The Air Force Research Laboratory took delivery earlier this year of a compact, ruggedized laser developed for potential use as a defensive weapon on fighter aircraft, according to Lockheed Martin which claims the new airborne laser is the smallest, lightest, high-energy laser of its power level built to date.
The company, in an announcement timed to generate interest in advance of the Farnborough Air Show, said it had completed factory acceptance testing and delivered its low-SWaP (size, weight and power) airborne laser to the government during the first quarter of 2022.
“It is the smallest lightest, high-energy laser of its power class that Lockheed Martin has built to date,” Tyler Griffin, the company’s director of Advanced Product Solutions strategy and business development, told reporters. “It is a critical benchmark in developing operational laser weapon systems in the airborne domain.”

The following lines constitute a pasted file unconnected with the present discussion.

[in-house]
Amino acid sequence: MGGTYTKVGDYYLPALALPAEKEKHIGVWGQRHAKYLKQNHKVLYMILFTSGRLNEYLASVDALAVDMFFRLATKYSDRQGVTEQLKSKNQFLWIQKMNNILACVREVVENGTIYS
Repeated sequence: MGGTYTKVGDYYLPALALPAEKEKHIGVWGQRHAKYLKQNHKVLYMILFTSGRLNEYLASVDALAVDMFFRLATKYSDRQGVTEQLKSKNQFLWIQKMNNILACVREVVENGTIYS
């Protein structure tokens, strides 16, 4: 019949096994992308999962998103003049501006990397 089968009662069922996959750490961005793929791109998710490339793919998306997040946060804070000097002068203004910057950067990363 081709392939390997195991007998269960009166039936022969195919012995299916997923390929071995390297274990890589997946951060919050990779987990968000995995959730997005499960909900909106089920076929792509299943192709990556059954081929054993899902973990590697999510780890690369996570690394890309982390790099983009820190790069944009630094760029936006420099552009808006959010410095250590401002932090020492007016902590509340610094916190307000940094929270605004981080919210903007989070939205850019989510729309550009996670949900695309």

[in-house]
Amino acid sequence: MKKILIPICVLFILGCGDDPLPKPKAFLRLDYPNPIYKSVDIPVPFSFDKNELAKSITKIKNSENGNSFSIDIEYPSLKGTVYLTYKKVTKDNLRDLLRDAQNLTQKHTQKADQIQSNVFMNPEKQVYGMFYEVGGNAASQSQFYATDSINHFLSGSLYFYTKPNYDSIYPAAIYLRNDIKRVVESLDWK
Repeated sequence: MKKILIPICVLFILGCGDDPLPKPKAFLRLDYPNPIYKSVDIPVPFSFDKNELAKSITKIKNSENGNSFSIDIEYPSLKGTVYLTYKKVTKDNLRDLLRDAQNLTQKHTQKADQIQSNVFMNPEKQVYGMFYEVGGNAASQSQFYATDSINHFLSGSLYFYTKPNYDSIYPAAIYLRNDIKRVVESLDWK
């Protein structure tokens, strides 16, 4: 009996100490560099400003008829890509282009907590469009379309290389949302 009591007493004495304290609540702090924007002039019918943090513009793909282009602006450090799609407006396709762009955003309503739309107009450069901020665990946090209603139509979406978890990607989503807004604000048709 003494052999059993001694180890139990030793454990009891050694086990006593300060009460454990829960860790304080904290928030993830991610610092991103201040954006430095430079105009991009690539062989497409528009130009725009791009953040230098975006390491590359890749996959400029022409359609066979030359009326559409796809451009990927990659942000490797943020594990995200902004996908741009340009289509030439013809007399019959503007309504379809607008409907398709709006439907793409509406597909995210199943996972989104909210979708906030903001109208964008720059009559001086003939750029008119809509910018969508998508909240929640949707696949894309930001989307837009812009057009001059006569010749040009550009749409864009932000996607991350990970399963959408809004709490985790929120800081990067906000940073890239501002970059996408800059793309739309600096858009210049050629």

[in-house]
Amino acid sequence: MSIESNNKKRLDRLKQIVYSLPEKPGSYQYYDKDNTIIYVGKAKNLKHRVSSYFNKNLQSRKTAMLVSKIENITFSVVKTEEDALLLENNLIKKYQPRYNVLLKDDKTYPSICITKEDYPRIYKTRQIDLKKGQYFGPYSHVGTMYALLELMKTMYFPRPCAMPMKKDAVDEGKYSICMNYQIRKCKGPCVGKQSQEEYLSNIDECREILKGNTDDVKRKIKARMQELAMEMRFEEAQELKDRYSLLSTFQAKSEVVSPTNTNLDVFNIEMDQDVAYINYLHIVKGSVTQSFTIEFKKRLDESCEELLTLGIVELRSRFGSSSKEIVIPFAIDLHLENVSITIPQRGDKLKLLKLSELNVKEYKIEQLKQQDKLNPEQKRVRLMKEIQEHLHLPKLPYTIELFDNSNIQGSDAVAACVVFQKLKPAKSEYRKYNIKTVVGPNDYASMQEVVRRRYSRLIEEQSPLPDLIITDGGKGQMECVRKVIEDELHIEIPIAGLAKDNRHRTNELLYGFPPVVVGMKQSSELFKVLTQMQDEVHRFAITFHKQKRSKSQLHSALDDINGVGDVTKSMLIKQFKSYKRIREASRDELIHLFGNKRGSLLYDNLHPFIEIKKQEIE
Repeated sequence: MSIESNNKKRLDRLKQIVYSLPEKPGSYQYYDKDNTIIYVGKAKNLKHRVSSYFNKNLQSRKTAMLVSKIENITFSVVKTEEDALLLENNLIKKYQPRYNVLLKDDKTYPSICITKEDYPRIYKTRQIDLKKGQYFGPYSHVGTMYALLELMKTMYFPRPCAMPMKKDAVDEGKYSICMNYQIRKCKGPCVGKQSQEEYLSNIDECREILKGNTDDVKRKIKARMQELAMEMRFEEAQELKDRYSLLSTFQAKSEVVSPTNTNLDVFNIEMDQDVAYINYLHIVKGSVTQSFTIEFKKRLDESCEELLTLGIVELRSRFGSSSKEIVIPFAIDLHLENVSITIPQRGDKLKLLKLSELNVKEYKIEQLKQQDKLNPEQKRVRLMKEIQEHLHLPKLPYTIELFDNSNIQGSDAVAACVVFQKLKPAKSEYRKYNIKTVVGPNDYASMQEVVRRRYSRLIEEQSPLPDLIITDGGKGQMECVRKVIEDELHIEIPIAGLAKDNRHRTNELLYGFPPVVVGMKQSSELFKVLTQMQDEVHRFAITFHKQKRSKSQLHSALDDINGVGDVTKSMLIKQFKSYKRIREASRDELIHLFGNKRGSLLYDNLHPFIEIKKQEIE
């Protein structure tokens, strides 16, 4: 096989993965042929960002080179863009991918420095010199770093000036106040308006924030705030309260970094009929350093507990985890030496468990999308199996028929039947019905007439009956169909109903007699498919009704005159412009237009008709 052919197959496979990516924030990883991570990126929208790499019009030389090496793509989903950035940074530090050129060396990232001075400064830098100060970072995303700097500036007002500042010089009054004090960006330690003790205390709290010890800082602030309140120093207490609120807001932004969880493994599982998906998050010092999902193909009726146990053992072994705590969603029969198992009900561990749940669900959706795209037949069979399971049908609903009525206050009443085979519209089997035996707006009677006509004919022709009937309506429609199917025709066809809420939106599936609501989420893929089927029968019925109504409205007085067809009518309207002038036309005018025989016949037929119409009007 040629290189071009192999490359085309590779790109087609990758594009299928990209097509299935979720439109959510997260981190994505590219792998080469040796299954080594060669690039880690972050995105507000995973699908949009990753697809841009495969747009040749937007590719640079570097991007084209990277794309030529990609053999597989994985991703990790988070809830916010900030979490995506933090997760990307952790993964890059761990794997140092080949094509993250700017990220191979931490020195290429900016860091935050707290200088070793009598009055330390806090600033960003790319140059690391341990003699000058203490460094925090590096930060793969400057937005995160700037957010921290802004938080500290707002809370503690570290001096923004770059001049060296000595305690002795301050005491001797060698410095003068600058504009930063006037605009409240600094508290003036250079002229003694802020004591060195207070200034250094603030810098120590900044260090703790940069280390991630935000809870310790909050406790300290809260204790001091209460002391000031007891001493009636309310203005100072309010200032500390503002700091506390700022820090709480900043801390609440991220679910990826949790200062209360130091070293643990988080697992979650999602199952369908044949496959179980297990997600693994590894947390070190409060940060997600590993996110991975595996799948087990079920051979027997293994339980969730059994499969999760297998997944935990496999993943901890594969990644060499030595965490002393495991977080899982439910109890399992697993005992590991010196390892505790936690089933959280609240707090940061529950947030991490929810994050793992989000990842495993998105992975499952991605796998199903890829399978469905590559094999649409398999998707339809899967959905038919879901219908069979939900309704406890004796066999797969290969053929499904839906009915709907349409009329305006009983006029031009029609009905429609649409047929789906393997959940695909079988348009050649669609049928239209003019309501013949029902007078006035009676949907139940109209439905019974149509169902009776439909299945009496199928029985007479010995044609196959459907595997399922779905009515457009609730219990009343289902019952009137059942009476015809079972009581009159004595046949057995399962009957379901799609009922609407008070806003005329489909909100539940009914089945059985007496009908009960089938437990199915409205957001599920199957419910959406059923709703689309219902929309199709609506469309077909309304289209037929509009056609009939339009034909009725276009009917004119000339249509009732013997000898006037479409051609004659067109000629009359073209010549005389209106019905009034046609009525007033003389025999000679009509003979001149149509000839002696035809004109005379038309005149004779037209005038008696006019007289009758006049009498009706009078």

The work was completed as part of the Air Force Laser Advancements for Next-generation Compact Environments (LANCE) high-energy laser effort which aims to achieve systems in the 5- to 10-kilogram-per-kilowatt range in the near future to enable employment on tactical aircrafts.
“It is a critical benchmark in developing operational laser weapon systems in the airborne domain and power density and the ruggedization designed to fly on tactical platforms and to take all the weight all the volume out,” Griffin said.